What are beta blockers?
Beta blockers are a class of drugs commonly used to treat a variety of problems affecting your heart and circulatory system. They are also sometimes used to treat disorders related to your brain and nervous system.
How do you work?
Your body uses a chemical signaling system to control certain processes and functions. It uses specific spots on the surface of your cells called receptors where certain chemicals called neurotransmitters can attach themselves.
Receptors work in a similar way to locks. When a chemical with the right structure binds to a receptor, it acts like a key, activating the cell to respond in a specific way. How the cell responds depends on where it is and what it is doing. When your body needs certain cells to act, it can produce more of the chemical, which can activate the cells' receptors.
Many drugs work by artificially altering this chemical signaling process. Drugs that work in this way fall into two categories:
- These drugs bind to and activate receptor sites. In fact, they pretend to be the right kind of chemical compound, and the cell falls for the deception. This can stimulate cells that would otherwise not be active.
- These drugs attach to the receptor sites but do nothing else. The effect is similar to breaking a key after inserting it into a lock. The broken part of the key stays in place, blocking the entry of another key. Antagonists reduce the number of receptors available for activation, which slows cell activity.
Adrenergic receptors (sometimes referred to as adrenoceptors) are a key type of receptor found throughout the body. They get their name from adrenaline (also called epinephrine), a neurotransmitter that your body naturally produces. Adrenaline can activate all adrenergic receptors, much like a building master key can open any lock within that structure.
Beta-blockers are beta-receptor antagonists, meaning they block beta-adrenergic receptors and slow down certain types of cellular activity.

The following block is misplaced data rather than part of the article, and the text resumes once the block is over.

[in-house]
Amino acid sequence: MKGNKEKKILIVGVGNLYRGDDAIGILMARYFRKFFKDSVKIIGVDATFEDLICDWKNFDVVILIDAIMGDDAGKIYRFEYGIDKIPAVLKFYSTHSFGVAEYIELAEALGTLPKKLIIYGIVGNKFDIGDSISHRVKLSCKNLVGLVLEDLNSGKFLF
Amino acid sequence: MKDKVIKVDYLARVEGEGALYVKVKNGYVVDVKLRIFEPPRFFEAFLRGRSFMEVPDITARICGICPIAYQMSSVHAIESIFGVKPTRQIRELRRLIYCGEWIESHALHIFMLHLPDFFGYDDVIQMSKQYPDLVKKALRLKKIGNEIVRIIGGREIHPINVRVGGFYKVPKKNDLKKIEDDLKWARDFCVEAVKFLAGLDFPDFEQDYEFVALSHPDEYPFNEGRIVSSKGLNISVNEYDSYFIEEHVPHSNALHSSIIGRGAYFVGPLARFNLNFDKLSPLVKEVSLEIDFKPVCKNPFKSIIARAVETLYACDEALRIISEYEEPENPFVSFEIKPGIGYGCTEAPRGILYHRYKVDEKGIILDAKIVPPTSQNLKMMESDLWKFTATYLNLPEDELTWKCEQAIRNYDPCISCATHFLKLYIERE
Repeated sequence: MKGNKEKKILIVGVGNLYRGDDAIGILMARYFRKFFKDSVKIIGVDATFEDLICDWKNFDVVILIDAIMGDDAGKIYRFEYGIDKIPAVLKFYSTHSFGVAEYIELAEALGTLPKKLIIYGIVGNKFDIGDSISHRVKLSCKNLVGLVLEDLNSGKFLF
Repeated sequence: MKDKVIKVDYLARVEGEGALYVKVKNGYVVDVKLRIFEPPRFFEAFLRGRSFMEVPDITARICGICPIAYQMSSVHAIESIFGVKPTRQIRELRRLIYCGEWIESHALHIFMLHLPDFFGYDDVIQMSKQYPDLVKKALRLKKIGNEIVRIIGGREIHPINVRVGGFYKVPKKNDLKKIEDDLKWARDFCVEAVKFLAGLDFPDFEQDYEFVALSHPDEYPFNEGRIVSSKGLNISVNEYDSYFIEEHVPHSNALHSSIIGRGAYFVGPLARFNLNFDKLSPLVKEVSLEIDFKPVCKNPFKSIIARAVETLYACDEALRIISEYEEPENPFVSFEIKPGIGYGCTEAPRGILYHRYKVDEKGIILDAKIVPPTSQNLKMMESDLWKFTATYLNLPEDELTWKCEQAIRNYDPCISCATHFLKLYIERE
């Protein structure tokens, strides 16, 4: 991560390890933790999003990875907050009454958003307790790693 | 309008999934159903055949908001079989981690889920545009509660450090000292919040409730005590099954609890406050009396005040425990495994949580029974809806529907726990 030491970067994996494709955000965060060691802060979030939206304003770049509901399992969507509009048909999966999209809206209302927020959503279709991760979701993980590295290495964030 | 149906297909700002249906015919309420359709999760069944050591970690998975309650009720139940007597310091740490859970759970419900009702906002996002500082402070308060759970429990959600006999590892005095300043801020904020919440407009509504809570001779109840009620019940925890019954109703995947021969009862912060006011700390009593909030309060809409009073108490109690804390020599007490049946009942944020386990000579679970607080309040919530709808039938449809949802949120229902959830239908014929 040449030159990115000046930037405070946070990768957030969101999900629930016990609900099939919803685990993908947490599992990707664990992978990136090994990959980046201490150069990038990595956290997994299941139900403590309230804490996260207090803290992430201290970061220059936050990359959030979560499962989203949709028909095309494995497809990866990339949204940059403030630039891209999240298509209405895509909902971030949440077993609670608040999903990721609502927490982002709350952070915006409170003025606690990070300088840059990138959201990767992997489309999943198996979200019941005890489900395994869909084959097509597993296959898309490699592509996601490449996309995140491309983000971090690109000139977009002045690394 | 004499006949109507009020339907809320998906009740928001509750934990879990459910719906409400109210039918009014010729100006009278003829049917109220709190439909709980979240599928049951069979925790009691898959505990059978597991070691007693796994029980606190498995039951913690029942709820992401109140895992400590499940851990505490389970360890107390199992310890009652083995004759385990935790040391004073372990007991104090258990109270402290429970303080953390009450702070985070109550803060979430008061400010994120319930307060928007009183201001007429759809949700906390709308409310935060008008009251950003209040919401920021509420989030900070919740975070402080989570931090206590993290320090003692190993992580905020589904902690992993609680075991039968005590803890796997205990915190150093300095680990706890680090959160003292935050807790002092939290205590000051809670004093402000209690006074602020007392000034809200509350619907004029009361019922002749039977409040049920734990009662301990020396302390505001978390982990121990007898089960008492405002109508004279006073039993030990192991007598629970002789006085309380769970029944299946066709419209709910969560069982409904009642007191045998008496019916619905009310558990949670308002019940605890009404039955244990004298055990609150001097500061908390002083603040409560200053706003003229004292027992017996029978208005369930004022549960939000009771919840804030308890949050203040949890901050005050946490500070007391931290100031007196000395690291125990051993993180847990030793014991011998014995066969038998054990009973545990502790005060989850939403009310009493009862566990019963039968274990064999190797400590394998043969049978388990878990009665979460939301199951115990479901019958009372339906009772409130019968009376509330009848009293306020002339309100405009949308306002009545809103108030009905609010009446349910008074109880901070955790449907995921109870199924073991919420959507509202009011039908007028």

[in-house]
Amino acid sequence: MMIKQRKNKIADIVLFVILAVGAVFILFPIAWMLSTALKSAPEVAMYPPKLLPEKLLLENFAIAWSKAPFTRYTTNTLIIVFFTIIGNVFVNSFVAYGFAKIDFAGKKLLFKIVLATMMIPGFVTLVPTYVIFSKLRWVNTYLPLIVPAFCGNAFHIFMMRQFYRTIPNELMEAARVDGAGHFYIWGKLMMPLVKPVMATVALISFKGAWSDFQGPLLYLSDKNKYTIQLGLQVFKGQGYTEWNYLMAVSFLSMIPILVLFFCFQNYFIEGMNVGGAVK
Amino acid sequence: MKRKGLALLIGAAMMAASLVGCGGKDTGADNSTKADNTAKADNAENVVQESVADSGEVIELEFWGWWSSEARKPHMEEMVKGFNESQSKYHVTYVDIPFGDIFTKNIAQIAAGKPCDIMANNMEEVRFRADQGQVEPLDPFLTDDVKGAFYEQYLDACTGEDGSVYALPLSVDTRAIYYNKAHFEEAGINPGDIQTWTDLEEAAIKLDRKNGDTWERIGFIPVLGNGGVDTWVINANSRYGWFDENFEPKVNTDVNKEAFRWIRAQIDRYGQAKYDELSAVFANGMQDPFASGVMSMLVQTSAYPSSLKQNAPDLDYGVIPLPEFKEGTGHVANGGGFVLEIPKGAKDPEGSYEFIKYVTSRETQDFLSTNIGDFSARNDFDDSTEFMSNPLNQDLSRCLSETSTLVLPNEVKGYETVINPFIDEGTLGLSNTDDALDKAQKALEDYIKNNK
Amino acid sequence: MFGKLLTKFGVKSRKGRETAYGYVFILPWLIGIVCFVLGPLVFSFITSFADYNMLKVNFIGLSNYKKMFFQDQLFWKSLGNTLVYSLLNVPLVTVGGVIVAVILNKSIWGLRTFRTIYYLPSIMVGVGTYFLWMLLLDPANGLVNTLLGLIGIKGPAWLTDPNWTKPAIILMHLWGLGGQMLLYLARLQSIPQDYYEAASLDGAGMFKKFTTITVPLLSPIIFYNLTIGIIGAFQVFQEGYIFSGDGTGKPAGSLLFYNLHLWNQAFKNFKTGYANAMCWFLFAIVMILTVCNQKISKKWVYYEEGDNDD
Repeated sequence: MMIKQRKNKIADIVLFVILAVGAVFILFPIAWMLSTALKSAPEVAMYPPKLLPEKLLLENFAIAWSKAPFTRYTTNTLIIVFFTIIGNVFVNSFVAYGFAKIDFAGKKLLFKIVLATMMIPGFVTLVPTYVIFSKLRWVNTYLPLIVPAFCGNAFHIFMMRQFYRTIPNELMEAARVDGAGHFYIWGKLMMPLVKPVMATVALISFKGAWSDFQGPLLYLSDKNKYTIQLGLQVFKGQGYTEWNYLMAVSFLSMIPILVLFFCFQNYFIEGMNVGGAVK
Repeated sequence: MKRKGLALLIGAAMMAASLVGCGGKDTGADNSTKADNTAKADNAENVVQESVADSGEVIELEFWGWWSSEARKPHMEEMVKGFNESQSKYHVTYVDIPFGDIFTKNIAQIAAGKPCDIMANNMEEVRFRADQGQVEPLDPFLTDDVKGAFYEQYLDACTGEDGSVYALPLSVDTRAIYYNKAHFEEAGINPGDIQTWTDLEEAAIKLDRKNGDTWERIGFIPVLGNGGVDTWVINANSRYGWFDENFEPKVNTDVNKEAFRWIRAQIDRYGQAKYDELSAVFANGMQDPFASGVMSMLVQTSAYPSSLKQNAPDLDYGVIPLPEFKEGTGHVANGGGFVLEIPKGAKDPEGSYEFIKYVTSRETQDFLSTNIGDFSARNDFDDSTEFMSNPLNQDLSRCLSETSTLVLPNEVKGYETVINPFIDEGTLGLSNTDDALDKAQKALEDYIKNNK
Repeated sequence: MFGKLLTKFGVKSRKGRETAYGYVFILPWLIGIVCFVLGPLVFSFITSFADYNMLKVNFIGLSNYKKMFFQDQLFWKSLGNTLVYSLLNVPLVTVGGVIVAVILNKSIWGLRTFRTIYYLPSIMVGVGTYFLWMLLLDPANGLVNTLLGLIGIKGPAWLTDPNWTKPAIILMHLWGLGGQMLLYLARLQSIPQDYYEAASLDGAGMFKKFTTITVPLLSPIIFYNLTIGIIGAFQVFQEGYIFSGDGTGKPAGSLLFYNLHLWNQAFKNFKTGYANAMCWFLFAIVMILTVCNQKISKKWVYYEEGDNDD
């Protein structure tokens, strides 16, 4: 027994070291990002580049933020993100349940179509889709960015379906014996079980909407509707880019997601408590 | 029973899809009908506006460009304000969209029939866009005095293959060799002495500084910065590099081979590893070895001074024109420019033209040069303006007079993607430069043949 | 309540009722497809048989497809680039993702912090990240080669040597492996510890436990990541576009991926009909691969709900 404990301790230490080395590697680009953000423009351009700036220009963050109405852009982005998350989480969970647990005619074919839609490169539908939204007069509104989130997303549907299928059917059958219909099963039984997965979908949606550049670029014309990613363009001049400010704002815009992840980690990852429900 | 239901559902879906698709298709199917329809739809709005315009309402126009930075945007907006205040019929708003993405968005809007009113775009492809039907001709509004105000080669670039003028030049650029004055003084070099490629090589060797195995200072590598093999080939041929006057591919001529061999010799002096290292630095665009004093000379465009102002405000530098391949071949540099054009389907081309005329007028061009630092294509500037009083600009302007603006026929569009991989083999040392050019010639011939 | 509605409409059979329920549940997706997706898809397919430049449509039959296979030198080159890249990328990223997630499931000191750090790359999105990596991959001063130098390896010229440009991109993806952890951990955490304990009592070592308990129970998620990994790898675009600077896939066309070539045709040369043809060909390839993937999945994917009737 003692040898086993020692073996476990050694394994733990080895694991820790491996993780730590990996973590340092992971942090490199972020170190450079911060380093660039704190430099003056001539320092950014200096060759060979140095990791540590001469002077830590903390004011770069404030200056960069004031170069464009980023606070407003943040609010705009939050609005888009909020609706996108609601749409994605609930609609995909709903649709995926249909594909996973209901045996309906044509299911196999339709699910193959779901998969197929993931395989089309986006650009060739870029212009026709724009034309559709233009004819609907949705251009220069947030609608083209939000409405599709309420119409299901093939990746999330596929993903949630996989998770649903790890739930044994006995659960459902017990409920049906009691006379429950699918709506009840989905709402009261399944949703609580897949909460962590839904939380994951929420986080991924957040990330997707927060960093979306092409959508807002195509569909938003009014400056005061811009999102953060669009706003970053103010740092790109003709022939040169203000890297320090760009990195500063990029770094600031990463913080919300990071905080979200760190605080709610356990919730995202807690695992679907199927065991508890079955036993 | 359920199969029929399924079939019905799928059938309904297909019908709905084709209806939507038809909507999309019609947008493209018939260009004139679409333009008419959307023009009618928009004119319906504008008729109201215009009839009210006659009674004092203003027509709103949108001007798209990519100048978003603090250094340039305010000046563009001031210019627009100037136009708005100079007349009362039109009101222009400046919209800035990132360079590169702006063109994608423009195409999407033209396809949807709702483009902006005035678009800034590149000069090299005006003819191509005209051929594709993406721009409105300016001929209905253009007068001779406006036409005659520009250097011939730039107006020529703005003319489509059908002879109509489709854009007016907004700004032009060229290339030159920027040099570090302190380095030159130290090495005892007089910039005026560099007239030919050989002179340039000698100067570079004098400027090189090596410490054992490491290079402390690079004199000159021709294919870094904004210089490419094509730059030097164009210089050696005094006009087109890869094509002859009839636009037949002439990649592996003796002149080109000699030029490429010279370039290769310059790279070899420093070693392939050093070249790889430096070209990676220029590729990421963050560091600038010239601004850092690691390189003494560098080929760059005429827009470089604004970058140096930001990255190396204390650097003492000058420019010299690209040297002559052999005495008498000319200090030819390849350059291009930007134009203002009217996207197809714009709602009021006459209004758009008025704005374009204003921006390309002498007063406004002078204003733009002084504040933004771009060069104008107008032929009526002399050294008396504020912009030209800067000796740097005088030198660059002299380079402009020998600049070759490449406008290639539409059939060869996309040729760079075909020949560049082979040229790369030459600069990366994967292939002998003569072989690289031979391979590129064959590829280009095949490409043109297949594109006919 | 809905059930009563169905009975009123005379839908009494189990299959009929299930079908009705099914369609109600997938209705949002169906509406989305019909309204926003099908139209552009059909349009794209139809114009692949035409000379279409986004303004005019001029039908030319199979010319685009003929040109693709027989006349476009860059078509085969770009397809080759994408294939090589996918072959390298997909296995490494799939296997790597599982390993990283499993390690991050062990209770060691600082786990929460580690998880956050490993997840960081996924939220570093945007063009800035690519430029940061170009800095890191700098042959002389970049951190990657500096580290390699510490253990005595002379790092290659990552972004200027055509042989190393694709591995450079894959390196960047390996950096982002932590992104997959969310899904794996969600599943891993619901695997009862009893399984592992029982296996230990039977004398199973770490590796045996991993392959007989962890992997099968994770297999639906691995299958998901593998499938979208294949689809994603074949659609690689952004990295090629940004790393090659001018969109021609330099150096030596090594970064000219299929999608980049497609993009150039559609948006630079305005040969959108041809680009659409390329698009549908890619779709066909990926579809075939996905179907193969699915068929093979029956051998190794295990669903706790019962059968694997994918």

What do beta receptors control?
Beta receptors come in three different subtypes and have different functions depending on their location.
The beta-1 receptors are mainly located in the heart and kidneys. When enabled, they do the following:
- Increase your heart rate.
- Increase the pumping power of the heart.
- Activate the release of renin, an enzyme found in your kidneys.
The beta-2 receptors are mainly found in smooth muscle tissue. This tissue is found in your respiratory system (particularly the windpipe and bronchi), blood vessels, and your nervous system). When these receptors are activated, they affect various body systems in the following ways:
- breathing: Relaxation of smooth muscles to allow people to breathe more easily.
- blood vessels: Causes smooth muscle relaxation and lowers blood pressure.
- Leber: Activate the conversion of glycogen in the liver into glucose (which your body uses for energy).
- Herz: Increase pumping power and heart rate.
- nervous system: Causes muscle tremors.
Beta-3 receptors are mainly found in fat cells and in your bladder. When enabled, they do the following:
- cause fat cells to break down.
- Cause relaxation and increase bladder capacity
- Causes tremors, limiting potential medical uses for B3 receptor-targeted drugs.
What conditions does this class of drugs treat?